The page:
Are you an iPhone or Android user? Or something else…? It is likely that many of you have been surprised by the same ringtone as yours in a Starbucks or at work. Back in the feature phone era, everyone would download an individual sound source and use it as a ringtone, but now it feels like most of us use the default setting as it is. But why is that so, if the ringtone can also be changed in smartphones? The reason is said to be the existence of a whole variety of apps. Nowadays, what matters most to smartphone users is not the “phone” feature, but non-phone-related apps such as “LINE,” “Instagram,” “Maps,” and so on.
Around 2005, before the first iPhone appeared in 2007, a cellphone company conducted a large-scale survey with its customers. Surprisingly, below are the top three functions expected in the next-generation phone:
- Wallet Mobile
As a matter of fact, the answer that took last place was “a rich app function.” Now, though, all we use is apps. This is a traditional example of a situation wherein users can only give answers as an extension of the products and services they currently use. What, then, should we do? The answer is thought to be found in cultural anthropology. When they encounter an “unknown tribe,” cultural anthropologists do not conduct a survey with questions such as, “Are you satisfied with your current life?” or “What would you like to do in the future?”; they instead meticulously observe the behavior of that tribe.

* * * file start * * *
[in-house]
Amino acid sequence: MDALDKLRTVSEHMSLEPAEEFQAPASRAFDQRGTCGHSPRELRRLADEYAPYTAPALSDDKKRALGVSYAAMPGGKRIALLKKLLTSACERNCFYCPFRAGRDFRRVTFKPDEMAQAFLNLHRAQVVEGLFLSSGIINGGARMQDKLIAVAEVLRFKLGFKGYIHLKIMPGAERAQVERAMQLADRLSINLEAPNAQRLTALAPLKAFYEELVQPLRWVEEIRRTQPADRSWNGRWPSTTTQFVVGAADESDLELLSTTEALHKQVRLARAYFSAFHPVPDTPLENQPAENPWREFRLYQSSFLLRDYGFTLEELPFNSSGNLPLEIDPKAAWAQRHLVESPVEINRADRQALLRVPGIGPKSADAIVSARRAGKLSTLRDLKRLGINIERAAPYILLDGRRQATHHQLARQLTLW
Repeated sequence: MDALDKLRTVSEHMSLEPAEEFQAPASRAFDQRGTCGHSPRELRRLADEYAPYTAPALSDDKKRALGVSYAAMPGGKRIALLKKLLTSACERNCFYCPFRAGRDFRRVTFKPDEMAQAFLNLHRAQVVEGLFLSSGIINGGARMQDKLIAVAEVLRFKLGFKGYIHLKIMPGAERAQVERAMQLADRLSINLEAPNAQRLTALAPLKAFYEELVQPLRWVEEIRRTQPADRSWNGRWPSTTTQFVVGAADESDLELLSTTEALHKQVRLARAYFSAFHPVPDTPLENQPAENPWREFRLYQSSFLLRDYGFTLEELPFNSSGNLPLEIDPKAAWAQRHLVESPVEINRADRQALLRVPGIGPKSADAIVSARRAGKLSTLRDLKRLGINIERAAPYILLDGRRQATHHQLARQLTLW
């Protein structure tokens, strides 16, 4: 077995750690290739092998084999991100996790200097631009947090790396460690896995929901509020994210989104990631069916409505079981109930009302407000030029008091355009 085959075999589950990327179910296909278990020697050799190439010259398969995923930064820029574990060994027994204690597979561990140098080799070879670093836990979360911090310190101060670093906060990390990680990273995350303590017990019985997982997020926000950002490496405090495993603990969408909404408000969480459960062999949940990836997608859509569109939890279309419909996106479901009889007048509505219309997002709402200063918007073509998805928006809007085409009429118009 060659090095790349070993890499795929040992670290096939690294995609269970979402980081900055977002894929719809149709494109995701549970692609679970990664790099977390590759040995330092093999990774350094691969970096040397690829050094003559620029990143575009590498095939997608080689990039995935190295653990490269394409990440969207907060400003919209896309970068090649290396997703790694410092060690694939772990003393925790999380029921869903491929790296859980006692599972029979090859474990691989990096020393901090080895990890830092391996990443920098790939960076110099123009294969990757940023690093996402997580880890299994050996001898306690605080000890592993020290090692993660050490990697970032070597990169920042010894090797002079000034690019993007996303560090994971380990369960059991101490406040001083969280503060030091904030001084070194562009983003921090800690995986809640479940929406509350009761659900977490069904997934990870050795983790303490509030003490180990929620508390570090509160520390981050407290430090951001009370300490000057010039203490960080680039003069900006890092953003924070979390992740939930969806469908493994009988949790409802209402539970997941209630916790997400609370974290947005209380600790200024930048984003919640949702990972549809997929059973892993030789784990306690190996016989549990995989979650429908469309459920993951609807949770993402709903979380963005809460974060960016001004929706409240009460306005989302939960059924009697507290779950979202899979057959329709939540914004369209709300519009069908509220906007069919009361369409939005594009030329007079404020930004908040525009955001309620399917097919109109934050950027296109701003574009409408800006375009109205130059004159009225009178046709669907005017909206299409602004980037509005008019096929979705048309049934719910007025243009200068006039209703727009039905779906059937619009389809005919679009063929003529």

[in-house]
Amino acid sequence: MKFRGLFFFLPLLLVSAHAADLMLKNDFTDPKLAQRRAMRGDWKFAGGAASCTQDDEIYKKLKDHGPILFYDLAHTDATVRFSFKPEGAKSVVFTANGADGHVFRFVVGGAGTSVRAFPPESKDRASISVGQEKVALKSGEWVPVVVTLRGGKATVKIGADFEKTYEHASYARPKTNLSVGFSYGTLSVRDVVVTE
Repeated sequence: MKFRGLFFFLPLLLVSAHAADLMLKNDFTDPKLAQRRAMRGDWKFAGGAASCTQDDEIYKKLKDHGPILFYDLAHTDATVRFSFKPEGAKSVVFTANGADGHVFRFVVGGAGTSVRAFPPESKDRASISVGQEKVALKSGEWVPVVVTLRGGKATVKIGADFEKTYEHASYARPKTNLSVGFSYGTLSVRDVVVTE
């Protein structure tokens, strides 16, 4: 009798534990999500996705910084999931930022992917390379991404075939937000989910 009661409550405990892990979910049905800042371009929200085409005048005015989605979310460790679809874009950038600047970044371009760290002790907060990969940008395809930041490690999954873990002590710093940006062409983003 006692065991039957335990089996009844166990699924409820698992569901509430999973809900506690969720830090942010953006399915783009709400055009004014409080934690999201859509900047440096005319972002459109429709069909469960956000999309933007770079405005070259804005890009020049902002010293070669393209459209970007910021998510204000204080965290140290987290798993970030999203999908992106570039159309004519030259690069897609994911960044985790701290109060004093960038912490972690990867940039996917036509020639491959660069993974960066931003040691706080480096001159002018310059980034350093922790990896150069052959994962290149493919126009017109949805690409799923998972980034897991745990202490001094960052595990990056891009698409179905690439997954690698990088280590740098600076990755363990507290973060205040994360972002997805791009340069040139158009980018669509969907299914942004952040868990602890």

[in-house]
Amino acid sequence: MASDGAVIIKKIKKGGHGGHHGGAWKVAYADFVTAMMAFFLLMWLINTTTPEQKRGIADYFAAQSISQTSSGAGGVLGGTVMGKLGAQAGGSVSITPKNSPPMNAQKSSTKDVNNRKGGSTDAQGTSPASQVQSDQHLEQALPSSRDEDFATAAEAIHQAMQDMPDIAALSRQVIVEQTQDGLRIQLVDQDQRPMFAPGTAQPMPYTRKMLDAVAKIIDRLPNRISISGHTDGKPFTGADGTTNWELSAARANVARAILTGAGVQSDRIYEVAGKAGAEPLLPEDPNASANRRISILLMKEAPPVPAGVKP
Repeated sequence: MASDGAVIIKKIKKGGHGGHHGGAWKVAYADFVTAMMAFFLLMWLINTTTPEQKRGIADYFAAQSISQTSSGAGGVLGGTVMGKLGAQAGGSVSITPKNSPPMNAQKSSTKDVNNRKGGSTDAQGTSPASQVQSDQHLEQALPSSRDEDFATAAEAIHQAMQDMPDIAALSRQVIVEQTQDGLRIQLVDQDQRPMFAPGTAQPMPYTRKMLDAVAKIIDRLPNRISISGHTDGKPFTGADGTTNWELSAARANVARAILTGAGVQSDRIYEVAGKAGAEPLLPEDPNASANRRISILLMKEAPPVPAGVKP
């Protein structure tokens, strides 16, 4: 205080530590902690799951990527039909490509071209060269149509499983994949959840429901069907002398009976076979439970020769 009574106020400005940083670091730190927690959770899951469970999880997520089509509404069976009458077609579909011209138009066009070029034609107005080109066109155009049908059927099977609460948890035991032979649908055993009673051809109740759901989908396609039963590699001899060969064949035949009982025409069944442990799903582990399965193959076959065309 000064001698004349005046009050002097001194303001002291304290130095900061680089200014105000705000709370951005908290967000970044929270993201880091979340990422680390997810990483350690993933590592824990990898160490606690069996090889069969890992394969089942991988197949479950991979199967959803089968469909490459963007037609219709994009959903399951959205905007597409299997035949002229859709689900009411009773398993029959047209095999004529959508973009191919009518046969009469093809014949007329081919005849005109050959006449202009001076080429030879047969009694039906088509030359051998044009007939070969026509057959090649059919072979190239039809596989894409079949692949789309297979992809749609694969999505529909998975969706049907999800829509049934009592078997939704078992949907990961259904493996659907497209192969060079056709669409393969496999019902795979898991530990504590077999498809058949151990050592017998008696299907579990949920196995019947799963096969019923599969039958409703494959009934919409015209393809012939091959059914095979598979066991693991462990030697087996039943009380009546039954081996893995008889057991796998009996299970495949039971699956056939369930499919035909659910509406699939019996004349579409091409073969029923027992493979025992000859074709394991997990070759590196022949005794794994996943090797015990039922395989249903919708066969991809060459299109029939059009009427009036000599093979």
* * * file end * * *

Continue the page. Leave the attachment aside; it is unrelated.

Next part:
This technique can also be used in business environments. By conducting a detailed observation of people’s behavior, it is possible to identify needs that not even the consumers themselves can express in words. For this reason, companies are actively employing this approach to better understand their consumers and employees and develop more popular products. Naturally, the field of “behavioral observation” is an essential element to the development of innovation talent, and therefore it is being actively adopted into MBA education.